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[Uchendu]: “We are better than animals because we have kinsmen. An animal rubs its itching flank against a tree, a man asks his kinsman to scratch him.” (19.9)
Uchendu celebrates family much as the Christians celebrate brotherhood, by claiming that everyone in the family must help one another. He considers the support a family gives one another the defining characteristic of humanity. Without family or respect for your family, you might as well be an animal.
“It is good in these days when the younger generation consider themselves wiser than their sires to see a man doing things in the grand, old way. A man who calls his kinsmen to a feast does not do so to save them from starving. They all have food in their own homes. When we gather together in the moonlit village ground it is not because of the moon. Every man can see it in his own compound. We come together because it is good for kinsmen to do so.” (19.24)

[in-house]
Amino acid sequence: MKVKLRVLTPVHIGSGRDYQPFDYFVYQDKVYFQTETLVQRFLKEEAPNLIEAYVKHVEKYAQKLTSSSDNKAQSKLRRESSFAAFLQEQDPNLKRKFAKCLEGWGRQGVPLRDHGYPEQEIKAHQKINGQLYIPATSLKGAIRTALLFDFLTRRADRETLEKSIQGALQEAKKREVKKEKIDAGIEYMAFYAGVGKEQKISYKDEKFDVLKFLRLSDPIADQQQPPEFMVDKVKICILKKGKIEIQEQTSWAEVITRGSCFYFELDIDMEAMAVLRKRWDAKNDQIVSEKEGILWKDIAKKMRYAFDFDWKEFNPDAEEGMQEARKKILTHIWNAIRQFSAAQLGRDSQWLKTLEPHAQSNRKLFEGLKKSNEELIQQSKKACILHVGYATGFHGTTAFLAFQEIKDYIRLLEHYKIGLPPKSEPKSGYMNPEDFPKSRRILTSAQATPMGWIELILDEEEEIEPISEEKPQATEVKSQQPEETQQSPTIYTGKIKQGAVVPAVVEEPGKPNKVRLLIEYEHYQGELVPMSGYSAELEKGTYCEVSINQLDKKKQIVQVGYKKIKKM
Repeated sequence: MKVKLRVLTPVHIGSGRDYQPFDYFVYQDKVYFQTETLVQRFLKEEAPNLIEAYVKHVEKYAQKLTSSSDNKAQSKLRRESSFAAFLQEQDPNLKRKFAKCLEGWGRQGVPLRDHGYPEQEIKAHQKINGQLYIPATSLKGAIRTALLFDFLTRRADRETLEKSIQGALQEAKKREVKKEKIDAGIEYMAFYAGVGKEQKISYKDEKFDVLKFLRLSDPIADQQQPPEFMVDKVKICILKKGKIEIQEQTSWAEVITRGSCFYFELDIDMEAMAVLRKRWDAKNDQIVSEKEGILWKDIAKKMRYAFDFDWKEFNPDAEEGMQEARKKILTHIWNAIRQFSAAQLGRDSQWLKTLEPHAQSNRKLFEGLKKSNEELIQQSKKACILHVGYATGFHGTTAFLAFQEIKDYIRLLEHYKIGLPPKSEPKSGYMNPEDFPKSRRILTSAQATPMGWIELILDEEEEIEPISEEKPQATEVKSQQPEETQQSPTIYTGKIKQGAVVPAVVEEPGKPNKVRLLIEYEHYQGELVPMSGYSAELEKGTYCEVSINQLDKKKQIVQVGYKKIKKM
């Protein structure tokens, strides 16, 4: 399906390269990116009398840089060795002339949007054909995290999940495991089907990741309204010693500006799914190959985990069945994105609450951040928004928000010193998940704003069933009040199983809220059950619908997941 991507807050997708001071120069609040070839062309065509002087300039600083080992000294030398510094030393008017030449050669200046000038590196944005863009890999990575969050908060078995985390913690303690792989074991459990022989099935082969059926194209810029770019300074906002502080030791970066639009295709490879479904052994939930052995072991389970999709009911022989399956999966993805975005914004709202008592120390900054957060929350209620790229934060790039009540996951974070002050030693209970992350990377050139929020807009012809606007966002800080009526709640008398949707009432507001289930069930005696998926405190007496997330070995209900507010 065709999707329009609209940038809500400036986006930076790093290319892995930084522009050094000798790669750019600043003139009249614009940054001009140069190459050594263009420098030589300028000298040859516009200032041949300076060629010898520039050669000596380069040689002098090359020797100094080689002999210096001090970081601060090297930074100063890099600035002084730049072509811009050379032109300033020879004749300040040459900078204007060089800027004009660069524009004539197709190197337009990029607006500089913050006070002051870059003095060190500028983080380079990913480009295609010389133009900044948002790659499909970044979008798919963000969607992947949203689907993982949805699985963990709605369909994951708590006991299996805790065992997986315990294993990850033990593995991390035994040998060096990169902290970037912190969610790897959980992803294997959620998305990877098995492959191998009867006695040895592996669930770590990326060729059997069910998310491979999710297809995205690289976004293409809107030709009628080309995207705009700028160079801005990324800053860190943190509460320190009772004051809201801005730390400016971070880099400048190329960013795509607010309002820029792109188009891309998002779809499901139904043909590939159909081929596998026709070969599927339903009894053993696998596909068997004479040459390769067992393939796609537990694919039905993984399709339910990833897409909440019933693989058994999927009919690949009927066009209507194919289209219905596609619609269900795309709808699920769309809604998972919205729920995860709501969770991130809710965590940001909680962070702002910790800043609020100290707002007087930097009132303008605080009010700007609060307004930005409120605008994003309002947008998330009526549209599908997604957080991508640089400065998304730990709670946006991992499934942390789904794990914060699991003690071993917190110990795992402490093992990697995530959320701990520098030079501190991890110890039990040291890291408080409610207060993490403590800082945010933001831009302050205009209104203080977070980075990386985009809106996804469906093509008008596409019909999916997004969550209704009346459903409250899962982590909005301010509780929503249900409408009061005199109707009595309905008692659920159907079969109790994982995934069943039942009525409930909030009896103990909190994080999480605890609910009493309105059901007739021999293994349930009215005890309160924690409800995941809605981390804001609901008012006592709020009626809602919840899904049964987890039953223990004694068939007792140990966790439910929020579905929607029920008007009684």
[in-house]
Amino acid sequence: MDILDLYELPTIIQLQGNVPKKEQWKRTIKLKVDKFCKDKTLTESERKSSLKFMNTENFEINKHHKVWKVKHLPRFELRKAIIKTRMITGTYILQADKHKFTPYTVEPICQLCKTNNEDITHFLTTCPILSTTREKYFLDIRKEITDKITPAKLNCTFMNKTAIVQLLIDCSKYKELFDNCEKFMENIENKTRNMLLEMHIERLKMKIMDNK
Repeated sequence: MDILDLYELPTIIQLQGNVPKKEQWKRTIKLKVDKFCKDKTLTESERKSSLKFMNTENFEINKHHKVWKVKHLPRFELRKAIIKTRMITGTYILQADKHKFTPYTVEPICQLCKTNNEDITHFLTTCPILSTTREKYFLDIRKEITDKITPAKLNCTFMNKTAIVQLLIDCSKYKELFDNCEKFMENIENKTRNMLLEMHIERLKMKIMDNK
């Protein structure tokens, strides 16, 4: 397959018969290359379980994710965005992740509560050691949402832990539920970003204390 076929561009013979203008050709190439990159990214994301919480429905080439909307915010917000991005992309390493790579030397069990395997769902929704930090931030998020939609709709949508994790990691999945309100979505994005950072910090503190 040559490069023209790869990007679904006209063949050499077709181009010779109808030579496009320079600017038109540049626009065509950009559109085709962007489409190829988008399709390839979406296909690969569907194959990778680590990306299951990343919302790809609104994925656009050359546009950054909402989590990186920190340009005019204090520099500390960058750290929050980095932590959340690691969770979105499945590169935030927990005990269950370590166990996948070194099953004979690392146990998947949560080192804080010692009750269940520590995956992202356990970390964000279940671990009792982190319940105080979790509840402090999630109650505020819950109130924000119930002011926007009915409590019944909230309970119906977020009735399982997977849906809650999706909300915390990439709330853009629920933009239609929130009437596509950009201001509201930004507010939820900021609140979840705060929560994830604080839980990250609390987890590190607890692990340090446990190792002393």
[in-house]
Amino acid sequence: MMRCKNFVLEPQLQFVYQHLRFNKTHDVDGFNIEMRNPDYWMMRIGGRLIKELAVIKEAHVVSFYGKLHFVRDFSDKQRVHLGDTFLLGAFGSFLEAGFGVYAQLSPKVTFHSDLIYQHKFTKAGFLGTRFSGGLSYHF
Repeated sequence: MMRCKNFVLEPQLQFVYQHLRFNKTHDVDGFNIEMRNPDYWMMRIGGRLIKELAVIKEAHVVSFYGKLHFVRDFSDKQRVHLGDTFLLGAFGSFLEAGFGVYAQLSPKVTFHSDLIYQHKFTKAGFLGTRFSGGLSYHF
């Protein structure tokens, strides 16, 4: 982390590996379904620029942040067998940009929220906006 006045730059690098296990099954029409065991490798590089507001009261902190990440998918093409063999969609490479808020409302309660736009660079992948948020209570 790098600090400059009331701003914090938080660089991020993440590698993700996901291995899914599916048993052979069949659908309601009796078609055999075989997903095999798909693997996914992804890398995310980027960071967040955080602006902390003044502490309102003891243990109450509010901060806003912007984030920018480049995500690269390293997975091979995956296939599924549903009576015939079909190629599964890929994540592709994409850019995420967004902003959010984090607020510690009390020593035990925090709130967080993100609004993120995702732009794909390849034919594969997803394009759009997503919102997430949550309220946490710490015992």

A family feast is not thrown to meet a family’s physical need for sustenance; it is a loftier event than that. A feast is a celebration of the family’s kinship.
“But I fear for you young people because you do not understand how strong is the bond of kinship. You do not know what it is to speak with one voice. And what is the result? An abominable religion has settled among you. A man can now leave his father and his brothers. He can curse gods of his fathers and his ancestors, like a hunter’s dog that suddenly goes mad and turns on his master. I fear for you; I fear for you the clan.” (19.24)
This elder laments that the family of the clan has fallen apart and turned upon each other. He believes that Christianity is bad because it has motivated the break of up individual families and the solidarity of the clan. The clan is no longer “one voice” that speaks or one united body that acts for the good of all.